Earlier today at the Vatican, Pope Benedict met with preparatory members of the European Ecumenical Assembly. He chose the occasion to tell his listeners that the Christian mission will only be fruitful and “enlightening” if Christians have the courage to decisively continue “down the path of reconciliation and unity.”
The meeting comes on the heels of the closing ceremonies for the Week of Prayer for Christian Unity, which concluded yesterday.
Pope Benedict began by telling the group that their visit “provides a further occasion to shed light upon the links of communion that bind us to Christ, and to renew the will to work together, so that full unity may come as soon as possible."
He then greeted the representatives, who come from European ecumenical organizations, pointing out that they had begun their European ecumenical pilgrimage, “which will culminate in the gathering at Sibiu, Romania, in September 2007 - from here in Rome…site of the preaching and martyrdom of the Apostles Peter and Paul.”
He called this choice “extremely significant because the Apostles were the first to announce the Gospel to us, that Gospel which, as Christians, we are called to proclaim and bear witness to in today's Europe."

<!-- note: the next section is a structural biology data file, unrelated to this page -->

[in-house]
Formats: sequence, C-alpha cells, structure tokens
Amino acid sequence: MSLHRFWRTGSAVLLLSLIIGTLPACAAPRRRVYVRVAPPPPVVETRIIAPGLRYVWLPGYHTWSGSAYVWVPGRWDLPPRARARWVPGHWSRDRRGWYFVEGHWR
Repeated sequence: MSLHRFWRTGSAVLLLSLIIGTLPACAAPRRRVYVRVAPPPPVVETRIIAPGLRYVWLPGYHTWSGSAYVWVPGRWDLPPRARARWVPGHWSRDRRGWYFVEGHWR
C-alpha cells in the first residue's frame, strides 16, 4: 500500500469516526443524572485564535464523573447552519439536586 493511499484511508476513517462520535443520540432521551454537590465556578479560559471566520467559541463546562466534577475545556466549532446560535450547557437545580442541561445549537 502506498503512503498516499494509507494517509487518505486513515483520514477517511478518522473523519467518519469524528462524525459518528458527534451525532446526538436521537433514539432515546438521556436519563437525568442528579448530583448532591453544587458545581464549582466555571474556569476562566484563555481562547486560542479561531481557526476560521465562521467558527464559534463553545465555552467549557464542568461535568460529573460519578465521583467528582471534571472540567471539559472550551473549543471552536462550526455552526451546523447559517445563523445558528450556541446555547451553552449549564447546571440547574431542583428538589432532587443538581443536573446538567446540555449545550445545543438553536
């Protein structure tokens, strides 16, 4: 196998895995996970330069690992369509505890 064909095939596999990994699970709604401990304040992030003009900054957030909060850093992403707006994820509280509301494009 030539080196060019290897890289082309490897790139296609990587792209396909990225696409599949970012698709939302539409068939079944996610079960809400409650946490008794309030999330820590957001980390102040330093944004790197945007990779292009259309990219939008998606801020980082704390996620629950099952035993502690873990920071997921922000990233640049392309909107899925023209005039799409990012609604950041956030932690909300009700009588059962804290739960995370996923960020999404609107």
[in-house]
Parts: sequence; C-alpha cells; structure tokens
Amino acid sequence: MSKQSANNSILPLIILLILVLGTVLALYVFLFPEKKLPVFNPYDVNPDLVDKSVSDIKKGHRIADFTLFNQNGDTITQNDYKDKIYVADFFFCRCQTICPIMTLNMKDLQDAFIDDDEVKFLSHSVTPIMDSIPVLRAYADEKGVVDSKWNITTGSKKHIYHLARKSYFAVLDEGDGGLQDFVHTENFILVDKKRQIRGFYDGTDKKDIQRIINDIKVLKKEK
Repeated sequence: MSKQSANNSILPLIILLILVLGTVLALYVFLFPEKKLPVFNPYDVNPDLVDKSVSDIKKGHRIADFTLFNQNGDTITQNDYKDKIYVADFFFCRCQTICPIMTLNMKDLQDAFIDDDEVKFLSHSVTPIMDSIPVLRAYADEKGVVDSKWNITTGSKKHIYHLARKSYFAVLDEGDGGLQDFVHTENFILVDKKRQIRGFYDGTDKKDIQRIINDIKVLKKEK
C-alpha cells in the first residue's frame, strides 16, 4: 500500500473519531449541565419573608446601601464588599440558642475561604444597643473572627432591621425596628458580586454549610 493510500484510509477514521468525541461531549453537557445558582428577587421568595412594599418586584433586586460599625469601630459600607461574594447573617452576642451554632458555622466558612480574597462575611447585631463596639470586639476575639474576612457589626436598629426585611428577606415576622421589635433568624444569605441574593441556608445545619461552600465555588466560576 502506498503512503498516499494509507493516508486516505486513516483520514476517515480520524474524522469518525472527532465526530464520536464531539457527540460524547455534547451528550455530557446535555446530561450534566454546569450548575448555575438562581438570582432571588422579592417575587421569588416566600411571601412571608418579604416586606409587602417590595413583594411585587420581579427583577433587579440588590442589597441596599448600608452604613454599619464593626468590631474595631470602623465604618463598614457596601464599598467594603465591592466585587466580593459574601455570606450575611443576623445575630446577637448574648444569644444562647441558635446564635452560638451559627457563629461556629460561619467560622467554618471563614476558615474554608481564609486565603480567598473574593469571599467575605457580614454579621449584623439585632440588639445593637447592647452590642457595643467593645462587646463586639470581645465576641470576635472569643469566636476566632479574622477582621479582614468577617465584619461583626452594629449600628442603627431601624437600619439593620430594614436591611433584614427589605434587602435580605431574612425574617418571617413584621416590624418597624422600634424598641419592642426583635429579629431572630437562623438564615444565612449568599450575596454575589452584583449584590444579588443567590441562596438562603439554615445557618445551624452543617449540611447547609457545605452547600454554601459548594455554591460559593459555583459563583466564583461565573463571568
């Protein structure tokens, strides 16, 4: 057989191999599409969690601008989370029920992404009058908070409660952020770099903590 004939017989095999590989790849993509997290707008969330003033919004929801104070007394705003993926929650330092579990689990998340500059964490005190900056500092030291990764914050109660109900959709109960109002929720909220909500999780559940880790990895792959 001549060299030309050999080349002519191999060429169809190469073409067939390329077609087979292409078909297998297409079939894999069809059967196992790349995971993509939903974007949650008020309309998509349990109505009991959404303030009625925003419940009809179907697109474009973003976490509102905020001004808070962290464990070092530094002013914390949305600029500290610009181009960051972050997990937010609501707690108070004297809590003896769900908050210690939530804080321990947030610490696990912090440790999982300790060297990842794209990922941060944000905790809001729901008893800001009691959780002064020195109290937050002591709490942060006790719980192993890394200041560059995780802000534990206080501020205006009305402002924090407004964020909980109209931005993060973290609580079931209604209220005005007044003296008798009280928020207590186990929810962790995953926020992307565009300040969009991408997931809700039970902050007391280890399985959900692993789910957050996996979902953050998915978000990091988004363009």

The Pope also noted the theme for the group’s upcoming spiritual itinerary - "the light of Christ illuminates everyone. Hope of renewal and unity in Europe," saying that in order for the process of unification of the continent to be fruitful, Europe must "find room for the ethical values which make up part of its vast and well-consolidated spiritual heritage."
"Nonetheless,” the Holy Father pointed out, “our presence as Christians will prove incisive and enlightening only if we have the courage to continue decisively down the path of reconciliation and unity.”
He went on to stress that “Everyone must show such strength ... because we all have a specific responsibility towards the ecumenical progress of Christians on our continent and in the rest of the world.”
Reflecting on the collapse of communism in the previous decades, the Pope said that "Since the fall of the wall dividing Eastern and Western Europe, the meeting between peoples has become easier ... and a need is being felt to face the great challenges of the present time in a united fashion, beginning with the challenges of modernity and secularization."
In closing, Pope Benedict added that, "experience amply demonstrates that sincere and fraternal dialogue generates trust, eliminates fears and preconceived notions, removes difficulties and opens the way to serene and constructive dialogue."